Training for badges, especially the Ambulance badge and the Fireman’s badge usually required special classes and several visits to the local fire station. Brick partition walls in the hall basement helped some scouts attain their Mason’s badge. Popular badges included the Bookbinder, Reserves, Campers, Pathfinders, ‘Cooks’ and Handymans – the latter from scouts painting the hall front door and whitewashing the back wall.
Around this time The Boys Scouts Association NSW Branch approved of the brown ceserine scarf with one-quarter inch red and blue bans one-quarter inch apart and half an inch from the edge – which remains today.
A Scoutmaster was appointed to the Sea Scout section of the troop.
Christmas Camp was held at Stanwell Park during which the scouts performed a good turn in finding a man who had been missing for two days. He was carried on a stretcher made from bush wood by the scouts to the main road where police, ambulance and a doctor had been called.
Four of the scout members and Coutts attempted a hike from Campbelltown cross country to Stanwell Park. Only Coutts managed to get through after what was described as “a hard trip”.
Group records of this year include memories of camp fires which were usually built as big as possible with logs collected for hour beforehand. There were songs and acts and individual items presented by first-tine performs who overcame nerves buy the warmth of the fire. “Jimmy” Coutts had lots of good yarns about Fisher’s Ghost of Dirk Hartog’s adventures in the South Seas.
Popular songs included:
Hurrah for the Leichhardt scouts are we
Boys be prepared & the schoolboy scout
Old MacDonald had a farm
Once a man went to mow
The animals went into the ark one by one
Found a peanut
Till we meet again (scout’s version)
There was an old man came over the sea
Old black Joe (to the tune A frog he wood a-wooing go)
Good old Jeff
She sat by the window and player her guitar
Way down upon the Swannie River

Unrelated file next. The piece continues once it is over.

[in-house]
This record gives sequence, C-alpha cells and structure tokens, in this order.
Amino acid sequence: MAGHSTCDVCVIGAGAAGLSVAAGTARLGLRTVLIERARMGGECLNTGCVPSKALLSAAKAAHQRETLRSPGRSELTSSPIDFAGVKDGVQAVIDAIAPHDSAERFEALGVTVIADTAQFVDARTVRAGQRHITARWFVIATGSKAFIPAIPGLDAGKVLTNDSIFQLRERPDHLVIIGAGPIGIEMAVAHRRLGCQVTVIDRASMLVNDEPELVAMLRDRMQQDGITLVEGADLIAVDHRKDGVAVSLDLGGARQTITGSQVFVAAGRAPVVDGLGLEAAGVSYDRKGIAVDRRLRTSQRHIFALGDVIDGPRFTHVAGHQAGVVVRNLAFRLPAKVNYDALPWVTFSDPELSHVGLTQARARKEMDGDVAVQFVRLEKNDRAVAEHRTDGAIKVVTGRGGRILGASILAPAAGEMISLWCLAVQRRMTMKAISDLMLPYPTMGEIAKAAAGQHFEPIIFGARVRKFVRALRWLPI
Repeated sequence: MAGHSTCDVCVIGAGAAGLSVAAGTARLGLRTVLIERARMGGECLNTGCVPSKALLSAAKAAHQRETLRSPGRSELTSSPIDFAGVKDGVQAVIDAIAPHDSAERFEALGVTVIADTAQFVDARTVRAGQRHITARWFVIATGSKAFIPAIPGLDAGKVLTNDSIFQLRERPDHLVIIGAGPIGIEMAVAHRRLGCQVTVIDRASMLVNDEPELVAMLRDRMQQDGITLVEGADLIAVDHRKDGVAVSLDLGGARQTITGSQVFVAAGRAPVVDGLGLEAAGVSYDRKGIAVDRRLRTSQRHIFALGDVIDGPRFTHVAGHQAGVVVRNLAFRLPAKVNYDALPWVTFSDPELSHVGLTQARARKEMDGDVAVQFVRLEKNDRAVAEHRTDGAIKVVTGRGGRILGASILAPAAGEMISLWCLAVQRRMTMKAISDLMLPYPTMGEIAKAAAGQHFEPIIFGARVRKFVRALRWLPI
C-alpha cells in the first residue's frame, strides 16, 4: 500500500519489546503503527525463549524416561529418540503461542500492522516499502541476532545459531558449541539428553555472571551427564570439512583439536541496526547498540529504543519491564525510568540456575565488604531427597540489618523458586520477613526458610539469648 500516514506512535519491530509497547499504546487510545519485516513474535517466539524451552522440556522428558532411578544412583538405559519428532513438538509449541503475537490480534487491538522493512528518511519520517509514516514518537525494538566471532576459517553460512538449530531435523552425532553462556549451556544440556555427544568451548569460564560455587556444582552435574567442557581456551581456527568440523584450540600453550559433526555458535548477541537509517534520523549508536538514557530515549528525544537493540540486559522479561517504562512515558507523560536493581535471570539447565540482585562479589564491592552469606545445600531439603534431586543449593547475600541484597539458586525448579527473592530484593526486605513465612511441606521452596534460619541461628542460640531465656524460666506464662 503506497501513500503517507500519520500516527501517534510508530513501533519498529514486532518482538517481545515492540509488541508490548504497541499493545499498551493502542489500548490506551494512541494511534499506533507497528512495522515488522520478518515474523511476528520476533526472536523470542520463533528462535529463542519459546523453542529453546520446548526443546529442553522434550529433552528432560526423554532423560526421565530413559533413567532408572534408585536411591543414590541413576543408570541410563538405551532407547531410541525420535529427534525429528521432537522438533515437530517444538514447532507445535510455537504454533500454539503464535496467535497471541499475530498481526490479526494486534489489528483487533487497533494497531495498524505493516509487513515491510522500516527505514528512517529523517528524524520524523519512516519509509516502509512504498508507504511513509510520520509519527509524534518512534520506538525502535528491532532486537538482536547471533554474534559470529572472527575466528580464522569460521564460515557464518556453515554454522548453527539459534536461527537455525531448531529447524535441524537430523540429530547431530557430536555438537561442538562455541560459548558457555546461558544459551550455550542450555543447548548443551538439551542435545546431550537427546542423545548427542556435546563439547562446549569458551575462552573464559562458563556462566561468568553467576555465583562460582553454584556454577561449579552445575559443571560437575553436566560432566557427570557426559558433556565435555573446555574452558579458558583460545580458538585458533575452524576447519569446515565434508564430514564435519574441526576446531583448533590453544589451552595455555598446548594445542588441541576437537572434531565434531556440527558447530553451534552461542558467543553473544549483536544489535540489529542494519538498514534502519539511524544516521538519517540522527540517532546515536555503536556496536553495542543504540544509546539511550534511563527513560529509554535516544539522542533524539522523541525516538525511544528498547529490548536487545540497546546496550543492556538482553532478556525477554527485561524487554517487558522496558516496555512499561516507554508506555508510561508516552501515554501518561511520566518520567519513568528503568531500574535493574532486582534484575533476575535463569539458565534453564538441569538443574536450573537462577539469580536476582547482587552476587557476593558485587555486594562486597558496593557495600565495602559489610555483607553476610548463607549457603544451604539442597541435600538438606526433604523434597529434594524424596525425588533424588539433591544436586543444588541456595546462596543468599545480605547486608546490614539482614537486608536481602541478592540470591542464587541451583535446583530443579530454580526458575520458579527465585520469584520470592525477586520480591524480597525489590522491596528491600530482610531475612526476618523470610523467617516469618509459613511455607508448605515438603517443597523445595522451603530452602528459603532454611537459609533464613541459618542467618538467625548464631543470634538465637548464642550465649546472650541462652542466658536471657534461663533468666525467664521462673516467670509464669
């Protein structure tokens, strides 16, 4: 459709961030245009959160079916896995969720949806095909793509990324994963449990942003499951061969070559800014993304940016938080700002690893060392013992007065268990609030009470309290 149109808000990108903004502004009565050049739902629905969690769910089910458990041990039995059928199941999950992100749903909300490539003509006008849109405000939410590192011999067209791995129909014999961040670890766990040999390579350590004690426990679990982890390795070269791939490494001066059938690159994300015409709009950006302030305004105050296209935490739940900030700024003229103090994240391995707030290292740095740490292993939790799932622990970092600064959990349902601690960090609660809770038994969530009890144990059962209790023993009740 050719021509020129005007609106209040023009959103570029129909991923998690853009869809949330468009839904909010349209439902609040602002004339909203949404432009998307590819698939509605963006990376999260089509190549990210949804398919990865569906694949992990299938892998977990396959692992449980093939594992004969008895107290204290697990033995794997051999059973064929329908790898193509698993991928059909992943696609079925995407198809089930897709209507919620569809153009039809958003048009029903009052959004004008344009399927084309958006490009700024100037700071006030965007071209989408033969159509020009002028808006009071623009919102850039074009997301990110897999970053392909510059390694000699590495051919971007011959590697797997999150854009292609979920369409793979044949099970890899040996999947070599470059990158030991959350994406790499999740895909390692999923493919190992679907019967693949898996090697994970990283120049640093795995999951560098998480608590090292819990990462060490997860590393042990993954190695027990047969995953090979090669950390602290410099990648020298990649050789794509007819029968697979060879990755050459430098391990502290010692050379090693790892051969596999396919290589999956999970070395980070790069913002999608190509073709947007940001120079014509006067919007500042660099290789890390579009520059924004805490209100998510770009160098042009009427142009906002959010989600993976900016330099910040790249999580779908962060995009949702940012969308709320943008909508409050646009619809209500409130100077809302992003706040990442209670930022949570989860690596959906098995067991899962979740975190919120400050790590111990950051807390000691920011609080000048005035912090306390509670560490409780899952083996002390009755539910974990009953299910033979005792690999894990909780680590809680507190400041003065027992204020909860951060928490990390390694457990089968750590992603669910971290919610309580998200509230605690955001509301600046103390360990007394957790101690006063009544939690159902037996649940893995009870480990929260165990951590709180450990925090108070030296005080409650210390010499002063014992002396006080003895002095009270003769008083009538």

District campfires at Waterfall [Camp Coutts] were also big attractions. Leichhardt Rovers at Camp Coutts decided one cave should be formed into a cave hut for a rover den. An overhang near the HQ area was stoned up to make a comfortable, dry room with a fireplace for cooking outside. This saved on tent pitching and allowed more time for the traditional help rovers gave generally around each camp. The cave was used for years, until vandals eventually wrecked it.
In January Patrol Leader Turner attended the Adelaide Corroboree and returned with a small corroboree flag he presented to the troop on his return.
While numbers in the wolf cubs had fallen, the Rovers meetings in January were well attended.
At the annual West Sydney District Camp at Waterfall this year 660 scouts attended with another 250 cubs in an associated cub camp totalling more than 900. Rovers helped in the construction of the first permanent camp kitchen.
Saturday outings were detailed in troop records from this year. “Don’t forget the OUT in ScOUTing” was a slogan. Every alternative Saturday – fine or wet – the troop traditionally held an outing or parade. They got there by tram or train. Until about 1922 Abbotsford and Earlwood were still “bush enough” to hold them. Afterwards Buffalo Creek, Baroma Park, Cheltenham and Yarra Bay, La Perouse became popular. The picturesque Sirius Cove at Mosman was always a highlight.
Activities at outings consisted usually of scout tests like fire lighting and signalling. This was followed by a “wide” game like stalking the sentry, running dispatches or attacking the defence. Bush hockey or soccer was usually held in the afternoon before the day ended. Special days were planned for stew cooking and billy boiling competitions as well as blackberry collection and ‘the watermelon day’.
Entries were sought for the 1938 Fairfax Challenge Flag Competition which was open to every district in metropolitan and country area in the state. It had evolved from the Fairfax Banner, first held in 1915 and open only to individual patrols with competition in ambulance, semaphore, knot tying, stave drill, Scout law and uniform. A new flag was presented in 1926 that converted the competition into campcraft contest.
In 1935 the Union Jack portion of the flag was renewed and the competition converted into one for the whole troop which competed in a series of subjects that embraced all troop activities in both the clubroom and in camp.